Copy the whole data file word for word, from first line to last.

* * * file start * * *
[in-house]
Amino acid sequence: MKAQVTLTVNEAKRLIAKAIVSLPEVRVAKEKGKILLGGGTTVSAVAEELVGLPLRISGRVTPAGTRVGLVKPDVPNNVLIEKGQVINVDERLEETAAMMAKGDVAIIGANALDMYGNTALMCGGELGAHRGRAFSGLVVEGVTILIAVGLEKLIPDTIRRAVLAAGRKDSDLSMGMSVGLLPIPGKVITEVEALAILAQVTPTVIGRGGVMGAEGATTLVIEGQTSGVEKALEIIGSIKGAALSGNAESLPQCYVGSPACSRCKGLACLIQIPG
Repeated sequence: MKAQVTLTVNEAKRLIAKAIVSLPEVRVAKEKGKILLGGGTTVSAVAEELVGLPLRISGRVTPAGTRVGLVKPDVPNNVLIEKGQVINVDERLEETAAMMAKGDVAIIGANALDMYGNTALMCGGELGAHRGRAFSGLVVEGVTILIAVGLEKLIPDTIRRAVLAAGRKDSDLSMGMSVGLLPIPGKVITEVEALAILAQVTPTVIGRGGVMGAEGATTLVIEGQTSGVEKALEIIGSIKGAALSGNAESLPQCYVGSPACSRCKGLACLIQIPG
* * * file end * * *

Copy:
[in-house]
Amino acid sequence: MKAQVTLTVNEAKRLIAKAIVSLPEVRVAKEKGKILLGGGTTVSAVAEELVGLPLRISGRVTPAGTRVGLVKPDVPNNVLIEKGQVINVDERLEETAAMMAKGDVAIIGANALDMYGNTALMCGGELGAHRGRAFSGLVVEGVTILIAVGLEKLIPDTIRRAVLAAGRKDSDLSMGMSVGLLPIPGKVITEVEALAILAQVTPTVIGRGGVMGAEGATTLVIEGQTSGVEKALEIIGSIKGAALSGNAESLPQCYVGSPACSRCKGLACLIQIPG
Repeated sequence: MKAQVTLTVNEAKRLIAKAIVSLPEVRVAKEKGKILLGGGTTVSAVAEELVGLPLRISGRVTPAGTRVGLVKPDVPNNVLIEKGQVINVDERLEETAAMMAKGDVAIIGANALDMYGNTALMCGGELGAHRGRAFSGLVVEGVTILIAVGLEKLIPDTIRRAVLAAGRKDSDLSMGMSVGLLPIPGKVITEVEALAILAQVTPTVIGRGGVMGAEGATTLVIEGQTSGVEKALEIIGSIKGAALSGNAESLPQCYVGSPACSRCKGLACLIQIPG